A common approach in urban planning are participatory planning workshops, open spaces or future workshops in order to “mobilize” or “activate” or “consult” the citizenry. However, what I feel is that empathy and curiosity for each others would be success conditions for really good qualitative outcome of such workshops. But their methodology and facilitation are not always supporting the gain of these attitudes. Yet the involved citizens, planners, politicians and community managers are working together in a shared space, they communicate, but does the joy of creation, the magic appear here? The unexpected, the disruption, the innovation, the really good question that is incubating the new solution? Therefore, we would need to integrate methodology which is triggering mindful conversation, curiosity and empathy better. At this point games could come into play:
Games might help people in…
- Entering the public sphere,
- Interacting with other groups and citizens and
- Co-shaping their environment
- Explore their inner and outer worlds with multiple senses
Making use of game and play for empowering citizens merges three well introduced approaches: play, gamification and participation.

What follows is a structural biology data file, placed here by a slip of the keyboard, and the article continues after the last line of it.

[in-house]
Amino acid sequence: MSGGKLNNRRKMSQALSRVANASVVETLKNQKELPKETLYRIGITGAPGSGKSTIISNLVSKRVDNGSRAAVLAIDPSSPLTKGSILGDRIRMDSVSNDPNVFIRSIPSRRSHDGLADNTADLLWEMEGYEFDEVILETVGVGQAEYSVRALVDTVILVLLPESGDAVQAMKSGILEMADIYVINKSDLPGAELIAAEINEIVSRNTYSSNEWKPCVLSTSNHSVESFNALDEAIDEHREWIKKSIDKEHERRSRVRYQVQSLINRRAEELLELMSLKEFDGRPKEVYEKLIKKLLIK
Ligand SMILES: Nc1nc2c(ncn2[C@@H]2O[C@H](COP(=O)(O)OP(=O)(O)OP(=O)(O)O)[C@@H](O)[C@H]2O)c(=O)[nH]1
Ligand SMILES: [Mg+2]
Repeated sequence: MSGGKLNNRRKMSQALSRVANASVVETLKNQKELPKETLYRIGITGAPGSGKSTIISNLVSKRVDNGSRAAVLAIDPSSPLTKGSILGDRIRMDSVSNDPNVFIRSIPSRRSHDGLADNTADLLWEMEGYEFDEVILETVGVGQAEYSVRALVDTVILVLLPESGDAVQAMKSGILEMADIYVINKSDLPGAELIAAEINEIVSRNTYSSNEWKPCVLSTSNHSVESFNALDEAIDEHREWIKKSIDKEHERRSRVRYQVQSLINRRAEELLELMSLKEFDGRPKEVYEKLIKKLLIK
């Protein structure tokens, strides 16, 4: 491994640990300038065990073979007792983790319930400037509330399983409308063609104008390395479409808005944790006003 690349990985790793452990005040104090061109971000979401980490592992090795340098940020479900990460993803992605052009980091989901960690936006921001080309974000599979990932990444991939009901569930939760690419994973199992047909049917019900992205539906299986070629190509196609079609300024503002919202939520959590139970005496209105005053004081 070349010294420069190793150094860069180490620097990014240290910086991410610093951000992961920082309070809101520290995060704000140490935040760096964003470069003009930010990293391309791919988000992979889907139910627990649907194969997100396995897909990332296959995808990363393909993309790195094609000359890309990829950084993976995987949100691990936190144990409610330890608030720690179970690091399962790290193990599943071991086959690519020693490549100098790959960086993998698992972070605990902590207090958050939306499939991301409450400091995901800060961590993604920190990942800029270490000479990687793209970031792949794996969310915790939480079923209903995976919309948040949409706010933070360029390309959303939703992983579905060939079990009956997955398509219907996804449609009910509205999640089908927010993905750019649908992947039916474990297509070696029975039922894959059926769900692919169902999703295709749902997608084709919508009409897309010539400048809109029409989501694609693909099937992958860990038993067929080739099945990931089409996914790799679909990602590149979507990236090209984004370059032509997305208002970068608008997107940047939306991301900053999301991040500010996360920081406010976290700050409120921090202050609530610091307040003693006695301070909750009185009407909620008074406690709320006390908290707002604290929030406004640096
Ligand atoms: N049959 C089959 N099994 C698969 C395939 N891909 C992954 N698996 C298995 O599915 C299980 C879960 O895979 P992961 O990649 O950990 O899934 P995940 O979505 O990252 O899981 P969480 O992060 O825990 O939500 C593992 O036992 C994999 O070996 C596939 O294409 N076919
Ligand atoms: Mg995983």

This is not really a new invention. Everybody knows board games like Backgammon or Monopoly. Backgammon for instance is in some parts of the world a public activity often played in cafés. This implies that knowing to play it would be the first step to play a social role. The game is here a door-opener or an icebreaker. Monopoly has another function. It was once invented as a simulation in order to let youth experience the fatal results produced by deregulated property markets. Thinking further about games we would explore some more game types and social purposes.
The participatory potential of games and playing can be activated when the game setting is combined with a serious goal and a non-game context which might be an urban neighborhood. Two activists demonstrated at re:publica 2017 their idea how games might contribute “to create long-term, meaningful engagement in neighbourhoods” [BOY/DROHSEL 2017]. Or the NGO demokrative from Switzerland is “shaping experiential learning environments, where one might deal thoroughly and playfully with core elements of democracy and its underlying goal conflicts.” Art educators like Christine Frick use Actionbound with young groups and in teacher trainings. Or let’s explore the digital game sphere: At the Play Creative Gaming Festival one can become inspired how to achieve “a better world with creative gaming” or how to facilitate serious and playful at the same time (like in the workshop Let’s Play, seriously!). At the end of this article I collected some inspirational links – you will find much more other examples if you look out for them.